solutions don't necessarily imply that anything is being done improperly.
While I was somewhat vague in my OP, think about an app with security: an
admin can go in and modifies per-user permissions on something while users
are logged in. I currently have a security "gate keeper" class that will
ultimately provide up-to-the-nonosecond security - making the cached data
not so critical. But I'd like to make the user's experience a bit easier in
the case of such an unlikely scenario in which a user logs on and can access
something, and while the user is logged in, and admin comes in and changes
permissions on what that user can access. I'm just going the extra mile and
modifying what the user can see (which is cached as described in the OP)
before they get blocked by the security class. Just trynig to make the
user's experience a bit easier. I hope this makes sense.

Cheers!
"Patrice" <no****@nowhere.com> wrote in message
news:eB**************@TK2MSFTNGP11.phx.gbl...
Yes (won't matter anyway if you shield this implementation detail from your app by using an intermediate class). That said the requirement of having
those data updated by an admin while users are offline is reather unusual.
Is it really impossible to have this handled properly (you shouldn't store
data in the cache when they are not needed, it shouldn't be updated
directly).

Patrice

--

"Guadala Harry" <GM**@NoSpam.com> a écrit dans le message de
news:er**************@TK2MSFTNGP12.phx.gbl...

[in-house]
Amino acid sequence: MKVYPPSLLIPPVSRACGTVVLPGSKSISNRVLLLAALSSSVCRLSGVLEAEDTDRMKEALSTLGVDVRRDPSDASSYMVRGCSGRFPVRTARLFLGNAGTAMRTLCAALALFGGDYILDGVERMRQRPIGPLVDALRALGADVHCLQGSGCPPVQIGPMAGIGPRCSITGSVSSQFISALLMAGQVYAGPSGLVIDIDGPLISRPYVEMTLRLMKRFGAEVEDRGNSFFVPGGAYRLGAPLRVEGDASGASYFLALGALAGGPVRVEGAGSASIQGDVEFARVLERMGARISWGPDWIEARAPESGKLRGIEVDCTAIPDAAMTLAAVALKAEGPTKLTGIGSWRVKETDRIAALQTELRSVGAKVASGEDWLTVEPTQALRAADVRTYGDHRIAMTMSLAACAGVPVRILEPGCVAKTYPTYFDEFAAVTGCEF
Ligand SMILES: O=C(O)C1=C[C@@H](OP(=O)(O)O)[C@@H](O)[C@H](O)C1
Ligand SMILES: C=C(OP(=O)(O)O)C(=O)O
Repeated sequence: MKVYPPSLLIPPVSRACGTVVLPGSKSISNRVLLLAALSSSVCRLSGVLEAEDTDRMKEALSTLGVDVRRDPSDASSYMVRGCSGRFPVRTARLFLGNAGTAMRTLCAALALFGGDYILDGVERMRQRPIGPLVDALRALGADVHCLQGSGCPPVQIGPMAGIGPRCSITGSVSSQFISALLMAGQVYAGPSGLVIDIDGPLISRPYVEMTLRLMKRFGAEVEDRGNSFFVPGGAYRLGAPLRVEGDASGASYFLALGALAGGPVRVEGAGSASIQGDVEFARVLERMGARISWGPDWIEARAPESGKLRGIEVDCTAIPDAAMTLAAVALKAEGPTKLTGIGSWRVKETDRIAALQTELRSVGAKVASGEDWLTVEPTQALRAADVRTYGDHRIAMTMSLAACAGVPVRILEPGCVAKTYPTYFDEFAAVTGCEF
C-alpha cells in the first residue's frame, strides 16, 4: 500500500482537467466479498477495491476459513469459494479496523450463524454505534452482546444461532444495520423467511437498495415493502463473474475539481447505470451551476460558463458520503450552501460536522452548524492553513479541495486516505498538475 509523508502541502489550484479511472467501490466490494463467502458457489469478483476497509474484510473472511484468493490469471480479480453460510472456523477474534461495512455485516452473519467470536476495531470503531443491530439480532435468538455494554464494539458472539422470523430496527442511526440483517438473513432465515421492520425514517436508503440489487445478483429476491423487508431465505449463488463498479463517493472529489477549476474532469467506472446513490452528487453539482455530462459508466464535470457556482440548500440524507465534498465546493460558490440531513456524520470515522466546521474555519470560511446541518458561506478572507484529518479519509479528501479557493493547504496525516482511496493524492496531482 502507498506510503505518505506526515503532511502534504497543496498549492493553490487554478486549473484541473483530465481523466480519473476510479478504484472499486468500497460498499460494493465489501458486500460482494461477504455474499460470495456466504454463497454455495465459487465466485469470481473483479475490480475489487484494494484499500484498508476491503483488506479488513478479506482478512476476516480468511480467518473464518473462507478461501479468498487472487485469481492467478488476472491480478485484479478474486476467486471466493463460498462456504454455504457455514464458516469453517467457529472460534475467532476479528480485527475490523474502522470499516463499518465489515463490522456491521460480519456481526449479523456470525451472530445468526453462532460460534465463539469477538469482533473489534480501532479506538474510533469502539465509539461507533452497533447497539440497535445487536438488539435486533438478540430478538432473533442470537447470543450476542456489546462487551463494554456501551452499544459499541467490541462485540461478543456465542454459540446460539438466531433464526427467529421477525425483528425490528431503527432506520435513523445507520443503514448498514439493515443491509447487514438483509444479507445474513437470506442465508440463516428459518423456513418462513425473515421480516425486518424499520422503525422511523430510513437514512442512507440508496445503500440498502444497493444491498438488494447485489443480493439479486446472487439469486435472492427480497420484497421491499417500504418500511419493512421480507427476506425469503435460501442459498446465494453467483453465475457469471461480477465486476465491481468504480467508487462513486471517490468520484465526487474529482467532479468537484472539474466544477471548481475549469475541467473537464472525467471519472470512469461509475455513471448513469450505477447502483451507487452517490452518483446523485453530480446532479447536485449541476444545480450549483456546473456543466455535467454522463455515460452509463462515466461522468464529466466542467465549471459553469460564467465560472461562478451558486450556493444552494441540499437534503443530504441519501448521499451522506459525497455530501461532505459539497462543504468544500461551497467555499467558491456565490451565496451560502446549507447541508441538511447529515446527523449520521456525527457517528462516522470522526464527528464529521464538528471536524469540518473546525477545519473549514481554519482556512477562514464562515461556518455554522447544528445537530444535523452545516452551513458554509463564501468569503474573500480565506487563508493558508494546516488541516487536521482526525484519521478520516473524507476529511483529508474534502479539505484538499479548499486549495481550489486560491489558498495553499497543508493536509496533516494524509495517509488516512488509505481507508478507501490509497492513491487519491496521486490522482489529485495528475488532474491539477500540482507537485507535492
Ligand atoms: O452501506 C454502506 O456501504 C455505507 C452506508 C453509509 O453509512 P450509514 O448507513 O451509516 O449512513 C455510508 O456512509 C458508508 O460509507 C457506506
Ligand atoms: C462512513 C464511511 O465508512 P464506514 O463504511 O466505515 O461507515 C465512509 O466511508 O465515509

Is there any way for one Session to remove and update objects in another
Session? I seriously doubt it, but thought I'd ask. Here's why: I have some
data that is unique per user (or per session - similar to "welcome back,
Jim" after Jim logs in) and consumed across multiple pages. This "per

user"
data lives in a database, so toward improving runtime performance I want

to
cache data supporting this and similar per user features. Because the data changes per user, output caching the page is out (at least I don't want to cache per Custom right now). So, I'm looking at storing this per-user data in either the Cache object or in Session state.

I think Session state would normally be the obvious choice - however - one more important consideration that throws a wrench into that conventional
wisdom is that I need to let administrators of this application modify

this
"per user" data - perhaps while users are online... so if the data is

stored
in session, then the user would not get the new data until they establish a
new session... so now storing this data in the Cache seems to make sense
because it's relatively easy for any session to remove/update data in

the Cache.

So, given the requirements as described (and my somewhat limited knowledge of ASP.NET), am I correct to conclude that this data should go into the
Cache and not Session? Are there alternatives to Cache and Session that
would make sense for this scenario?

Thanks!


Nov 18 '05 #3

P: n/a
More precisely I wanted to stress that IMO those data shouldn't be updated
"directly" in the "user store" (even a cache). Instead changes should be
"posted" to the database and the control flow of the user page should take
care of reloading those data in the (expired) cache.

Anyway from a non technical point of view, I would still consider to take
these changes into account the next time the user logs. In particular it
could be quite annoying for users to see options appearing or disappearing
while they are working especially if the admin performs multiple changes (in
which case using the session is enough).

If for some reason you want to take this change immediately into account,
you'll have just to expire the cache and the user control flow will take
care of loading new data into the cache...

Patrice

--